LAST week marked the 75th anniversary of the bombing of the town Guernica, in the Basque country, in which 153 people died.
It happened during the Spanish Civil War when in 1937 German and Italian planes carpet-bombed the village with a mix of blast, splinter and fire bombs.
It happened at the request of the Nationalist forces, led by General Franco, in an attempt to terrify the Republican-held area.
The bombing was particularly important because it was the first time a civilian population was targeted by an aerial bombardment.
Known as ‘terror bombing’, it proved that Germany’s official position of neutrality in the Civil War was a sham.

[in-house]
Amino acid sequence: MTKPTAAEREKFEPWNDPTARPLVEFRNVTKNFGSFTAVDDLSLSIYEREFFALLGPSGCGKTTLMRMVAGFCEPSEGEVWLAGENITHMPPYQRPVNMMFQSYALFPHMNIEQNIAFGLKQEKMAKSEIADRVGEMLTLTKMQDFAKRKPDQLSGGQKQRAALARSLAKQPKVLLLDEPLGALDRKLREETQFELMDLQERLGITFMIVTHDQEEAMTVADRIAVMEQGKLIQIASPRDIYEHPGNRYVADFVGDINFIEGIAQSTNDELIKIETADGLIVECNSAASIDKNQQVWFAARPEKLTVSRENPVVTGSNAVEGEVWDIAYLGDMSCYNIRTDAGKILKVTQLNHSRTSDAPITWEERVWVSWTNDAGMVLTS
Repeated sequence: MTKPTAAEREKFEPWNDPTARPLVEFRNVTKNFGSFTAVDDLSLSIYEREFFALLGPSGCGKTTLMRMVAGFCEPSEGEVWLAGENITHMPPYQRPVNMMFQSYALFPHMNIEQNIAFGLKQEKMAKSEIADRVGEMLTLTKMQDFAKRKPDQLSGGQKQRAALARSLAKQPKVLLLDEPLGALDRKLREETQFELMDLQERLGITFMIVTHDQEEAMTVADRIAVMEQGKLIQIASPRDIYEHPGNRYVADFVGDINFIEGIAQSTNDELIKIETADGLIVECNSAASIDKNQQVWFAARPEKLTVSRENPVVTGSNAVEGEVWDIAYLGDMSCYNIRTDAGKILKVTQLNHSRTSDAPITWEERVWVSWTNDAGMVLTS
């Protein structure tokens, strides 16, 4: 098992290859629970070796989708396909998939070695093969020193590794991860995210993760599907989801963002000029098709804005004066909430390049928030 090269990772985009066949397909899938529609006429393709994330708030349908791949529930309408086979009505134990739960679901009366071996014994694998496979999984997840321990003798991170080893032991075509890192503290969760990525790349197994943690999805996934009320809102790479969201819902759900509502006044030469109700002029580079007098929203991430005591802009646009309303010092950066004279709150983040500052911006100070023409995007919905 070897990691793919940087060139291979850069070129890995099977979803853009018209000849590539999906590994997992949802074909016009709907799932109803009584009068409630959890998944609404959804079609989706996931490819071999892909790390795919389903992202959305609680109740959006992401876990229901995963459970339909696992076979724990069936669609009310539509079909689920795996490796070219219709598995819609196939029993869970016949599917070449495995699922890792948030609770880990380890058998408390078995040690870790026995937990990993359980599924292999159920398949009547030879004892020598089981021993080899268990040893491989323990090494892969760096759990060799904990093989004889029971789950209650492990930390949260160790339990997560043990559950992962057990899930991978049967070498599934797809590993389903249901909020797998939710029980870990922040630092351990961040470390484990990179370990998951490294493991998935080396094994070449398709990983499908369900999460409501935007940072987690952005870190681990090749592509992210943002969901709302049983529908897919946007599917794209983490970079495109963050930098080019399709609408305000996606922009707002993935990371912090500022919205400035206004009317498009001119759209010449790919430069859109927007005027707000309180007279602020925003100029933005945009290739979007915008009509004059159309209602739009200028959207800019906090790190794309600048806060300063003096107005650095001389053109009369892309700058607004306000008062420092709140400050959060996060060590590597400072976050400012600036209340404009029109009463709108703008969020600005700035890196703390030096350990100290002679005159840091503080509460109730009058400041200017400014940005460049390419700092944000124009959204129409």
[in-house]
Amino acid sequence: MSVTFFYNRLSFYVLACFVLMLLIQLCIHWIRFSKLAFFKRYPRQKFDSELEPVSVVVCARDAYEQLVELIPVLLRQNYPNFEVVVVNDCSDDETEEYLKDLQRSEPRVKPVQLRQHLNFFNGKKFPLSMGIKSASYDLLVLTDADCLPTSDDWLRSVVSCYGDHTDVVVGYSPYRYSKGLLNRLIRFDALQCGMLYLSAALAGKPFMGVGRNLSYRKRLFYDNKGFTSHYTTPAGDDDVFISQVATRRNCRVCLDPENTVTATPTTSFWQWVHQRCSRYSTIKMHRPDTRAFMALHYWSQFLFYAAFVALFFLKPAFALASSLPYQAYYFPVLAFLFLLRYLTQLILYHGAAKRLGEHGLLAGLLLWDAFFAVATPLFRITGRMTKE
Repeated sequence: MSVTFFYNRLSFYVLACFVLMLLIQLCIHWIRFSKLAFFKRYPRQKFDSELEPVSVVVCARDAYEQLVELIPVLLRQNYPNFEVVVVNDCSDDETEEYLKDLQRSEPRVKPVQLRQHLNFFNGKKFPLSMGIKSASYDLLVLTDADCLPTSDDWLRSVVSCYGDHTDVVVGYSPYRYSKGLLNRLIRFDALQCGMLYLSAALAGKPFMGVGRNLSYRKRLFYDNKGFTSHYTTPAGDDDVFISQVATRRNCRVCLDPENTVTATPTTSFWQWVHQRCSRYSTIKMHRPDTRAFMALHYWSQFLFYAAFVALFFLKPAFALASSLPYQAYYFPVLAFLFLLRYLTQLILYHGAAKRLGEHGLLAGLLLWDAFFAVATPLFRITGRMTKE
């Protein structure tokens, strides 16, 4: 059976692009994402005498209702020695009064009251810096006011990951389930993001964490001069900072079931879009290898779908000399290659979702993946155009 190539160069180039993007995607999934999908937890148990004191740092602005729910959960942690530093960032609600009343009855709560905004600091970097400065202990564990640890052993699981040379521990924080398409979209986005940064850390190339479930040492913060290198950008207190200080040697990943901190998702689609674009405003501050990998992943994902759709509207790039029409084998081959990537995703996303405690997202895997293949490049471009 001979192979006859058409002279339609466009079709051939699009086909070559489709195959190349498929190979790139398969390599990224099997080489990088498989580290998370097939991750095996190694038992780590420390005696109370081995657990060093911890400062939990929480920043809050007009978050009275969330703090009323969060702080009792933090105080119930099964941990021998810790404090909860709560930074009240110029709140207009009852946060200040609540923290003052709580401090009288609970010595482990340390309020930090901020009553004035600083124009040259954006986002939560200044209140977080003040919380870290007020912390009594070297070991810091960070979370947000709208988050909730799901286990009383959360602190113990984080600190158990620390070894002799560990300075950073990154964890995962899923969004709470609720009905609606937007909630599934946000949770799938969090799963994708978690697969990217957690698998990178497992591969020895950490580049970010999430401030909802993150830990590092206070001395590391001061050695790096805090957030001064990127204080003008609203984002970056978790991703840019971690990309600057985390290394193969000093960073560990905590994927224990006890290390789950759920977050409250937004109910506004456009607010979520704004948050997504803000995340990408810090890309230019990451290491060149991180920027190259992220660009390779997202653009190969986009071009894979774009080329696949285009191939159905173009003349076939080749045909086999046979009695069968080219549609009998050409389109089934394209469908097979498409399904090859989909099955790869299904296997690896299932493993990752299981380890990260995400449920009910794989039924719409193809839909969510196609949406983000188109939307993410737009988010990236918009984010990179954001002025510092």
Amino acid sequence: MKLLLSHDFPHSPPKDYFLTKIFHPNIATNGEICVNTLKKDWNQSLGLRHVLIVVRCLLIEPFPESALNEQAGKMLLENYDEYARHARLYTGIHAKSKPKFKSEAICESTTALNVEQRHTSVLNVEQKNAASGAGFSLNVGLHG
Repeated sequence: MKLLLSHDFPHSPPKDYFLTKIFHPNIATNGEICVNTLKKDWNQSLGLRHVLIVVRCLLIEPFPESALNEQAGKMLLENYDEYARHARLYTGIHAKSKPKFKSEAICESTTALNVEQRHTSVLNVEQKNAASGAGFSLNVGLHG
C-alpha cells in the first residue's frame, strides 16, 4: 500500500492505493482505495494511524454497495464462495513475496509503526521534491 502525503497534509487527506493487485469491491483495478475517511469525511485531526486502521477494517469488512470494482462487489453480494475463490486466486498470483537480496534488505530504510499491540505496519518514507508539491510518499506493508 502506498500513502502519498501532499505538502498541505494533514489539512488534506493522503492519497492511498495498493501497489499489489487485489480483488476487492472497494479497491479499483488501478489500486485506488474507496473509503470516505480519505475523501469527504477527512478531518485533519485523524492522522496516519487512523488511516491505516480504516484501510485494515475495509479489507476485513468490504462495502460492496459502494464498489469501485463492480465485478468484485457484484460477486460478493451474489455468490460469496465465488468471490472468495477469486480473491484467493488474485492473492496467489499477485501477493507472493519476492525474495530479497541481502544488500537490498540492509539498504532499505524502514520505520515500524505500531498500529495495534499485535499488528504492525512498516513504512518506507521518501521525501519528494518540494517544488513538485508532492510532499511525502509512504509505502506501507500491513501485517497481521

The attack completely devastated the town, destroying nearly all the houses and businesses.
Of the 6,000 people living there, most fled from fear of further bombings.
So awful was the event, it went on to become the subject of a fierce debate, with Franco’s forces claiming it was an invention or that the Republicans had bombed their own town.
It went on to inspire the world’s most famous anti-war painting by Pablo Picasso, who was born in Malaga.
The raw portrayal of the tragedy of war and the suffering of innocent civilians shocked people at the time.
Years later it is still an iconic anti-war symbol used by protestors of wars around the world.
The surviving children from the village are now the age of grandparents, or great grandparents. Many still remember the devastating day when they lost family and friends and had to flee their homes.
Their eyewitness accounts have been recorded by the organisation Gernika Gogoratuz which has recently published a book about their memories of the day.